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A Guide to Blackletter

As the demand for books began to increased, the tradition of writing them out by hand in the very cursive Carolingian minuscule proved to be highly inefficient. A more straight angular style called Blackletter, or sometimes Gothic was developed in the mid-12th century to help speed up production. Blackletter was first used in Italy, France, and the low countries before spreading to Germany, but by the time it took hold there most of Western Europe was already moving on to the Roman based Antiqua style.

Blackletter in the form of Textualis was carved into type when Johannes Gutenberg printed the first Bible in Mainz in 1455. By 1480 it had been largely replaced by the Blackletter face Schwabacher, which remained very popular for about fifty years. At the turn of the 16th century Maximillan I, emperor of the Holy Roman Empire issued a new series of books and he commissioned a new Blackletter typeface specifically for them. This new face, Fraktur was so popular it became the staple of the German printing industry well into the 20th century. It was so commonly used that all Blackletter faces are very often incorrectly referred to as Fraktur. A more cursive script called Curslva was also employed by printers. While Schwabacher, Fraktur, and Curslva were the three dominant styles of typeface used in German speaking lands there were many variances within each grouping. By the time postcards came into production, Fraktur was not only being used on cards within the German Empire but in Austria, Switzerland, Norway, Estonia, and Latvia as well. Some postcard publishers in Denmark, Sweden, and Finland also used this face. Schwabacher did not completely die out in the 16th century because its more cursive form allowed it to be used in conjunction with Fractur in the same manner as italic lettering is used with Roman typefaces.

The calligraphic references in the Fraktur style invoked a pre-industrial folk heritage that the German people closely related to. This was especially true as a nationalist urges united the German States into an Empire. The populace closely identified themselves with this face and in turn they became identified with it. It was almost unpatriotic to publish a postcard using any other face and it also represented the local color that tourists came to expect. Antiqua had long been used alongside Blackletter but it had come to be thought of as a foreign script. This sentimental attachment played into the hands of the Nazis who embraced all iconic symbols that set Germany apart. They first embraced this face as a home grown foil against the cleaner fonts developed by the communists and degenerates of the Bauhaus, but when Nazi ideology incorporated the notion that Jews had dominated the German printing industry centuries ago they changed their doctrine. In 1941 Adolph Hitler declared that Gothic script was the equivalent of Jewish letters, and that all printers must switch to Roman based fonts. Despite this decree, Blackletter became so associated with Nazism in the postwar years that it was never used again as a standard typeface. Today however postcard collectors are faced with millions of antique postcards that have Blackletter printed on them. While the 26 letter Roman alphabet is used, the designs of these fonts are often different enough to make any text printed with them extremely difficult to impossible to read by anyone unfamiliar with the style.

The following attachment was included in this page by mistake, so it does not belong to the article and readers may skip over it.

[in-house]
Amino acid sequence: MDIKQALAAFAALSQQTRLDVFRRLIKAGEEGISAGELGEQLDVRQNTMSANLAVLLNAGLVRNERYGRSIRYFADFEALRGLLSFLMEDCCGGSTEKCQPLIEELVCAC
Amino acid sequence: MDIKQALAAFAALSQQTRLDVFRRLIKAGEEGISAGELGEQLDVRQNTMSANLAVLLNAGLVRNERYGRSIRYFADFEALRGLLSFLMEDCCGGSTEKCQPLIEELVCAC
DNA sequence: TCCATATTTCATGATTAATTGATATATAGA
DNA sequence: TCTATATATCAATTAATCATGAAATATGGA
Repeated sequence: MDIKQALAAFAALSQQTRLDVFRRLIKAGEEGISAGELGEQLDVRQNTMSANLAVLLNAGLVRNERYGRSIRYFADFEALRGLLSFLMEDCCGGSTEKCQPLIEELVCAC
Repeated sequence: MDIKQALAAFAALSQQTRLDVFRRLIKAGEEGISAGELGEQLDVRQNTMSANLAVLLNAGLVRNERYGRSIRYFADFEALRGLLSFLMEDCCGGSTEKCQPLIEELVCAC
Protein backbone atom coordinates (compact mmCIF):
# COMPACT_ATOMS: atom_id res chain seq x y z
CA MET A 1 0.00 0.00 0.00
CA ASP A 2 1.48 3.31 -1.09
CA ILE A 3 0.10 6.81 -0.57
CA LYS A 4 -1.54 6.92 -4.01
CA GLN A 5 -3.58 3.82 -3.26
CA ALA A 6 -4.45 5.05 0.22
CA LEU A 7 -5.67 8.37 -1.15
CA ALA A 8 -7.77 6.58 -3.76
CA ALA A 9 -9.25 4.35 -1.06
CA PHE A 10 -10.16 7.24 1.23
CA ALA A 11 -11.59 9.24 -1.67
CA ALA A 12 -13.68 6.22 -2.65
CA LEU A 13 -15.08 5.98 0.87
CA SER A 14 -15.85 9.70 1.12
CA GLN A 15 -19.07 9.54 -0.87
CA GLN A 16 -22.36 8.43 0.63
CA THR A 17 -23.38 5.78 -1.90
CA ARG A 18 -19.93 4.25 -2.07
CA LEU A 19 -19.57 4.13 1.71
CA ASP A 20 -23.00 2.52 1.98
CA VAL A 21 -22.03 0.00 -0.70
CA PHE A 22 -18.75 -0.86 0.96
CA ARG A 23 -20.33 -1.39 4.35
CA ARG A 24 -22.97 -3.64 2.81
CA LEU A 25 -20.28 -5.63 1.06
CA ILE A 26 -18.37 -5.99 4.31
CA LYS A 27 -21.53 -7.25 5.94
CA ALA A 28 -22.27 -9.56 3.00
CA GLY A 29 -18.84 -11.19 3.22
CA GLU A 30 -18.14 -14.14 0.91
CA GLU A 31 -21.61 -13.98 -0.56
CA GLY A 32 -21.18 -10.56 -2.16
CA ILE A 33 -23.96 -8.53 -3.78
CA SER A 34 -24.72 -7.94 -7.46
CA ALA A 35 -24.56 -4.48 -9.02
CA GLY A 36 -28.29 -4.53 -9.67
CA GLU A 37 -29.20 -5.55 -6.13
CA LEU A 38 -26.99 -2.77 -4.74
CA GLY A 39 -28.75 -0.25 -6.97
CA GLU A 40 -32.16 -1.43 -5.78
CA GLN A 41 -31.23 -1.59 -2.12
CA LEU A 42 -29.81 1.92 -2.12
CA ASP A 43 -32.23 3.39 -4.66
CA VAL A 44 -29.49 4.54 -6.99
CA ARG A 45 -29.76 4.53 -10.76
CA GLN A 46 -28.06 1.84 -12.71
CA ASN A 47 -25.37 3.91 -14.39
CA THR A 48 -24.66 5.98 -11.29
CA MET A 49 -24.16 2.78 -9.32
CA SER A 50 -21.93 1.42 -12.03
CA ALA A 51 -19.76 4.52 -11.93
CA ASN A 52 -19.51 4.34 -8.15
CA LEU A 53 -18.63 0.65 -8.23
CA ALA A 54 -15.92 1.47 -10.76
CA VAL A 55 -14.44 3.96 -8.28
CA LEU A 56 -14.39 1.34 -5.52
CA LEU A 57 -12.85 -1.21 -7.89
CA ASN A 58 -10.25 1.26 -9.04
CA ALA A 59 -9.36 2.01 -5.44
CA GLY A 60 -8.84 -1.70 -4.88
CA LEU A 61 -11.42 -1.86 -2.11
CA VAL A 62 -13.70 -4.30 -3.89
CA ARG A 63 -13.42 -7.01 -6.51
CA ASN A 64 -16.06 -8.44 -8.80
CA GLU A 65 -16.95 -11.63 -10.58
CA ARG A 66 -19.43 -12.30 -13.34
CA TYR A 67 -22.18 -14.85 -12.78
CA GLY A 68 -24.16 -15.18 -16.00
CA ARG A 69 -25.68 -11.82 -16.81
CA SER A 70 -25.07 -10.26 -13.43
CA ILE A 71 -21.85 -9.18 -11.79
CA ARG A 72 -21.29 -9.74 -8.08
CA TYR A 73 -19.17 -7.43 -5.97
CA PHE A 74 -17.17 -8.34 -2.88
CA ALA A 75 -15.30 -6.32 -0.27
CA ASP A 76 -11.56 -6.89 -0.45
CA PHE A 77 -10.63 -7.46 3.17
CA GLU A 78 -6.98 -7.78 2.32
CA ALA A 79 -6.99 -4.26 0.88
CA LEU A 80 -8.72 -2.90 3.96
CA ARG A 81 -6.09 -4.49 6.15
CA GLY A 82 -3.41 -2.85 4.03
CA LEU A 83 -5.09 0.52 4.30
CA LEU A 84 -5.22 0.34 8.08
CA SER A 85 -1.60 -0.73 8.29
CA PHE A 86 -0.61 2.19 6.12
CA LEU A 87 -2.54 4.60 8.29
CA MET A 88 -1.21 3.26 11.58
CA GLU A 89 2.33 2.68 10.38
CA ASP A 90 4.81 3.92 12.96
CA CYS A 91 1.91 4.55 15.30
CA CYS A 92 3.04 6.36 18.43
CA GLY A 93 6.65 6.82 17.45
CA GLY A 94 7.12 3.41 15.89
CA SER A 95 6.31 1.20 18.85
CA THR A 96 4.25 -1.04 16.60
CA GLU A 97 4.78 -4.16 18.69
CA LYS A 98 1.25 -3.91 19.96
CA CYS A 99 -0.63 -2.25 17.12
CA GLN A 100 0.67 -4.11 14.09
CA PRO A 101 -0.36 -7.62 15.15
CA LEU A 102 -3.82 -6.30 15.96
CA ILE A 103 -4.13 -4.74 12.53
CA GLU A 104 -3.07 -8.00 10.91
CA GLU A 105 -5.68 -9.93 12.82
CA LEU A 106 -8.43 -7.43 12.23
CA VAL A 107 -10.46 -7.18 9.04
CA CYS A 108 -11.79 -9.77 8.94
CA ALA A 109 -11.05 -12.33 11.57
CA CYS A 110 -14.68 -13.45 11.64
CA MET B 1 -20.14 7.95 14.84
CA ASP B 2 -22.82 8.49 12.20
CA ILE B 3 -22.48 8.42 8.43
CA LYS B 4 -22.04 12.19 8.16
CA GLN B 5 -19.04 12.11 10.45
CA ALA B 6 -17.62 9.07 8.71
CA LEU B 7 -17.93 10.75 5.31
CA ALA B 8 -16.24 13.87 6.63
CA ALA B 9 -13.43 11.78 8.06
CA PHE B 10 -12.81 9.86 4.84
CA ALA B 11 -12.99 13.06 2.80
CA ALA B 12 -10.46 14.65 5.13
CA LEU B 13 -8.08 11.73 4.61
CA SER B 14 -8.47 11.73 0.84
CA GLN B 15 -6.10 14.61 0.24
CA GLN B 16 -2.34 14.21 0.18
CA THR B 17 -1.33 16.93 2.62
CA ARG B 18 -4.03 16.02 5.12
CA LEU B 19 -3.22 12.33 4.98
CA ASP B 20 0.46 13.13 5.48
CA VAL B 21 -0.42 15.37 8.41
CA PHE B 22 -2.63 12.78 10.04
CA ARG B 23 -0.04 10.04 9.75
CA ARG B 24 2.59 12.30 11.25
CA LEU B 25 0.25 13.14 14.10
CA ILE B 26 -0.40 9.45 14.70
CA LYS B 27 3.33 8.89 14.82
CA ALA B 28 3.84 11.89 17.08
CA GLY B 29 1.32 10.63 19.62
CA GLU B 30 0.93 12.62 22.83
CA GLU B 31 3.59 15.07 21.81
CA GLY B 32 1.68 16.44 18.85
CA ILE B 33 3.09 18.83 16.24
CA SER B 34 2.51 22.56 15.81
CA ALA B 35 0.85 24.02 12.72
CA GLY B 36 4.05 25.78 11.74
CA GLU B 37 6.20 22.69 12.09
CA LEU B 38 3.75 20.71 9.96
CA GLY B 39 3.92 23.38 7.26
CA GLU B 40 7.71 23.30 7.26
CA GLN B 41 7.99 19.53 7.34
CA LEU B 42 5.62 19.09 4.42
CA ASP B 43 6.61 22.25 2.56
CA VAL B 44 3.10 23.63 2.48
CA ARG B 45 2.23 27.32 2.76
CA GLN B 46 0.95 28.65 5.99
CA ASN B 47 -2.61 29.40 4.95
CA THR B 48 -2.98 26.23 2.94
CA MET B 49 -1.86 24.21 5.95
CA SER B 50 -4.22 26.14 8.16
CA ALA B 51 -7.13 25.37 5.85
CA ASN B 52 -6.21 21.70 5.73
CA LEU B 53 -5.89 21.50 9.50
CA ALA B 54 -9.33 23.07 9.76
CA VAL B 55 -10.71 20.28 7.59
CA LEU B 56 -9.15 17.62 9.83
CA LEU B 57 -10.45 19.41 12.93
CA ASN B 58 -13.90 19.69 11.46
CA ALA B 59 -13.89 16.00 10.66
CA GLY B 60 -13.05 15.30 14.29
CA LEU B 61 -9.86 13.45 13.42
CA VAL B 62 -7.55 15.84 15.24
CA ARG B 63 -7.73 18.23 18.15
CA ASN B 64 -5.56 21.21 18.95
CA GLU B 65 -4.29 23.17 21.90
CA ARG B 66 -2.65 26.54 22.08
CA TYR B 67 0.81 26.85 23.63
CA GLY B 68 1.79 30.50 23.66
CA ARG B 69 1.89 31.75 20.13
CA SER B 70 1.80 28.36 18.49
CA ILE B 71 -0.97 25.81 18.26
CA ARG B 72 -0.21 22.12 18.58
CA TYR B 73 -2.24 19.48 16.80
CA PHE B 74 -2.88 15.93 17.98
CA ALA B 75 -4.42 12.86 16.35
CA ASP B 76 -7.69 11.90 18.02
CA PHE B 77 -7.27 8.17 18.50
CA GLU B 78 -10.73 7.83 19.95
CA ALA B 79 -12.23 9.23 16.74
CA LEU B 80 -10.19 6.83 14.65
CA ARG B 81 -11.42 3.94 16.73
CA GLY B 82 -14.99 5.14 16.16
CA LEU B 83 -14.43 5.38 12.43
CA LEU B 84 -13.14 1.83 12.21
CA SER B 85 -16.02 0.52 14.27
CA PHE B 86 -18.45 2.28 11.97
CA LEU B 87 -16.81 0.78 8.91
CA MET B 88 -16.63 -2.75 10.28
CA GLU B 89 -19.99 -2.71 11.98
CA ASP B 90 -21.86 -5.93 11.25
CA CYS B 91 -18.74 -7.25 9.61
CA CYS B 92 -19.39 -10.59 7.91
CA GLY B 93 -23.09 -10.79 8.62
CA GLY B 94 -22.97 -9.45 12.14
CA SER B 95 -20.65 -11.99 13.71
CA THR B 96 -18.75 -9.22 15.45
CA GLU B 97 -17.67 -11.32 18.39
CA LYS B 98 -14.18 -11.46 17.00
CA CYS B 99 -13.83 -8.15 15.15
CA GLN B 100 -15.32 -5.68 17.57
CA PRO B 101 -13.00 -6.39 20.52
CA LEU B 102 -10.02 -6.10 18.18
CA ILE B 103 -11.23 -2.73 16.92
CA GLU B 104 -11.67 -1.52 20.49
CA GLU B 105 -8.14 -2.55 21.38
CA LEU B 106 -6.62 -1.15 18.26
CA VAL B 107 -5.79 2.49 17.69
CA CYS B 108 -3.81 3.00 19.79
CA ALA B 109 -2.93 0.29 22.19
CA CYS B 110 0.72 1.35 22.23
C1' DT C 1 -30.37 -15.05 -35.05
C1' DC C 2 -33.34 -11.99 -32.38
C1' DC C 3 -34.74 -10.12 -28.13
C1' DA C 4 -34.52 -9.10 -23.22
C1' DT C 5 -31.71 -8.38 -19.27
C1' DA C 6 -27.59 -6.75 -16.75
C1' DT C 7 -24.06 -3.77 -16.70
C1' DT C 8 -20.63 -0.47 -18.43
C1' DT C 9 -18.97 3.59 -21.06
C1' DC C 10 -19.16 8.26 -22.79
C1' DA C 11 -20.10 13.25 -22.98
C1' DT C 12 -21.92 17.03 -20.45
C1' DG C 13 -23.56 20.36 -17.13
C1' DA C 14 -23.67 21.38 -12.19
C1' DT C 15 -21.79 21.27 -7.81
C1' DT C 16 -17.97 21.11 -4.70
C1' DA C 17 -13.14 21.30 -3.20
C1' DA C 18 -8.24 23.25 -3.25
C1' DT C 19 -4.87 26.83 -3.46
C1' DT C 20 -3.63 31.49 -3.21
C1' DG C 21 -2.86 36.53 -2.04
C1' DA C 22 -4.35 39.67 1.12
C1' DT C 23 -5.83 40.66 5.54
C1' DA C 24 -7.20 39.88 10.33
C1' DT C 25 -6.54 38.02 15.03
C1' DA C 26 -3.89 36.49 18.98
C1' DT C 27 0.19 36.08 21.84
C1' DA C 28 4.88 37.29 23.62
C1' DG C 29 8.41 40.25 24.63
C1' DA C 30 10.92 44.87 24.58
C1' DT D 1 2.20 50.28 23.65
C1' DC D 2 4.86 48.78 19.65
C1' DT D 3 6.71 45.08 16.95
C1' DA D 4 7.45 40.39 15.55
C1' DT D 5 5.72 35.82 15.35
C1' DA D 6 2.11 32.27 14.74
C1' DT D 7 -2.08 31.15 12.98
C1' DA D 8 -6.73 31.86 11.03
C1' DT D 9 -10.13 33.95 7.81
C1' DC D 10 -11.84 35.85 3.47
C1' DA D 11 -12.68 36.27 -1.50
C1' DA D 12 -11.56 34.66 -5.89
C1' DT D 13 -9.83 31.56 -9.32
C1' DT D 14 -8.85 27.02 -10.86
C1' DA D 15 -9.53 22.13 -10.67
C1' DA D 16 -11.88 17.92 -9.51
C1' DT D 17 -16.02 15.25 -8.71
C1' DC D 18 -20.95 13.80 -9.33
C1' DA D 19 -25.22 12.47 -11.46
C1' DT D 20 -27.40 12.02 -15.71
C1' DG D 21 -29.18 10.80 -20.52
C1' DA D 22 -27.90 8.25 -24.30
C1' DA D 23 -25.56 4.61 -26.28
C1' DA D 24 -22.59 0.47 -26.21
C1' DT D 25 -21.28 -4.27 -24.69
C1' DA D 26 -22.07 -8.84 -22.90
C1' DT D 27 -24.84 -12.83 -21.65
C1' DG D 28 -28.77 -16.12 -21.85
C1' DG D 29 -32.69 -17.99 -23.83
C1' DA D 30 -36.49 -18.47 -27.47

The chart below starts with the Roman alphabet displayed in sans serif followed by a Schwabacher face and then six in Fraktur, the last being cursive. This is just a sampling of typefaces as there were many different designs, but it should be helpful if a deciphering of this script is needed. Note that in old Blackletter no distinction was made between i and j.

Alphabet Alphabet Alphabet Alphabet Alphabet


When Blackletter was first used for writing it was not uncommon to combine letters into a single character for the sake of efficiency. It must be remembered that the notion that words have a correct spelling is a modern concept. Fonts themselves often had embellishments added for decorative enhancement. The most common of these pairings were often translated into typeface though the designs of these ligatures can be quite varied as they tend to imitate handwriting. When Guttenburg carved his first set of letter blocks he made 300 characters to cover the 26 letter alphabet. The most unusual of these is the esszett or sharp s, which does not clearly resemble a font combination though it is meant to represent s and z. It is generally used in place of a small ss after long vowels but the grammar concerning it is constantly evolving.